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I recall the long ago advise to keep them fore / aft due to rotation. I got it. My question comes up because I was planning to roll the trailer up on ramps to get the one axel at a time off the ground. To make the rotation easy would be the side / side method. If that would not be advisable I just will leave the rotation to another time when I lift the whole side with a jack. So that's the motivation for asking the question
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Old 05-01-2015, 08:25 AM   #6
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Look at the wear pattern on the individual tires. One sided wear tires should be rotated to locations showing the opposite side tread wear. If really bad side to side wear differences exist, a axle alignment test might be the recommendation. Look for scalping and cupping to check for bad bearings or poor balance. Flat spots indicate brake lockup.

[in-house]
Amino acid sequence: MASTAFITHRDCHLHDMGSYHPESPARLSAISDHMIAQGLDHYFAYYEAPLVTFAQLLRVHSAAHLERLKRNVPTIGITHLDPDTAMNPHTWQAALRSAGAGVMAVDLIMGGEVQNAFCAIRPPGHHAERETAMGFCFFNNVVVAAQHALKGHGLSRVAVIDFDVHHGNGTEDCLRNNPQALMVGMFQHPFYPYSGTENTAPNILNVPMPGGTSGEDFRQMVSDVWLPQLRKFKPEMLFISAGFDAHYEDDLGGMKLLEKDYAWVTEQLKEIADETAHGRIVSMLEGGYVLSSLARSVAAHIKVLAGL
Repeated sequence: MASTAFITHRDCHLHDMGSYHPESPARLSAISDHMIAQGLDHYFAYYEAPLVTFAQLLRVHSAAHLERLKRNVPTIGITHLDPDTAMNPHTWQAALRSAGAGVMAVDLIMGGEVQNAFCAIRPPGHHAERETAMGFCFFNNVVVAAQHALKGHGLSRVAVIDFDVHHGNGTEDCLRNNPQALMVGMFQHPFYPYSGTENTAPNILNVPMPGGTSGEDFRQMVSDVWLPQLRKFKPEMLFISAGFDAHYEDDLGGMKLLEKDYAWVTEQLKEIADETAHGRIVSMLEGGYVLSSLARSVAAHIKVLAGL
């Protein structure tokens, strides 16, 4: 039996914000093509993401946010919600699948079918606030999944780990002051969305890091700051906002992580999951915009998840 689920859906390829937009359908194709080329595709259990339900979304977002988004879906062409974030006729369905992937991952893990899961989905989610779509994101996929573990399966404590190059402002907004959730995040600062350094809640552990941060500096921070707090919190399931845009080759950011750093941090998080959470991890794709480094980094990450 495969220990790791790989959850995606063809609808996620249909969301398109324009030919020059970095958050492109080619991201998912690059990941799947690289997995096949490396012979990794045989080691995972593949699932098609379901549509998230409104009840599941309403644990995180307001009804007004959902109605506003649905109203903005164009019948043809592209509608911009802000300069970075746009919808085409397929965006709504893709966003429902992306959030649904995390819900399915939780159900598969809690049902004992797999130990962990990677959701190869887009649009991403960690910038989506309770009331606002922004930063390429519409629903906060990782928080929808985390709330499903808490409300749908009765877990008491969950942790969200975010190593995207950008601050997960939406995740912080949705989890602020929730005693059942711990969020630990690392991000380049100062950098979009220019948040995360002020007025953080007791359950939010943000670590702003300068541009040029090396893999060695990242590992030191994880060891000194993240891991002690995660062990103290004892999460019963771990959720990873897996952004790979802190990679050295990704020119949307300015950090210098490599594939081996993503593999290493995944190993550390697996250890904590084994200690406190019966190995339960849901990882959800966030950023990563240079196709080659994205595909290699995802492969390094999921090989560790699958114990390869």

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Old 05-01-2015, 08:47 AM   #7
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Google radial tire rotation as there are several dif. ways as to construction of tires, where placed on veh. etc. That I did not do before other posting.
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Old 05-01-2015, 09:01 AM   #8
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I always X my trailer tires and they do fine,I also do the same on my pickup.....
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Old 05-01-2015, 09:31 PM   #9
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Single????

That's fine for tandem, but what's the rotate pattern for single axle?
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Old 05-01-2015, 09:57 PM   #10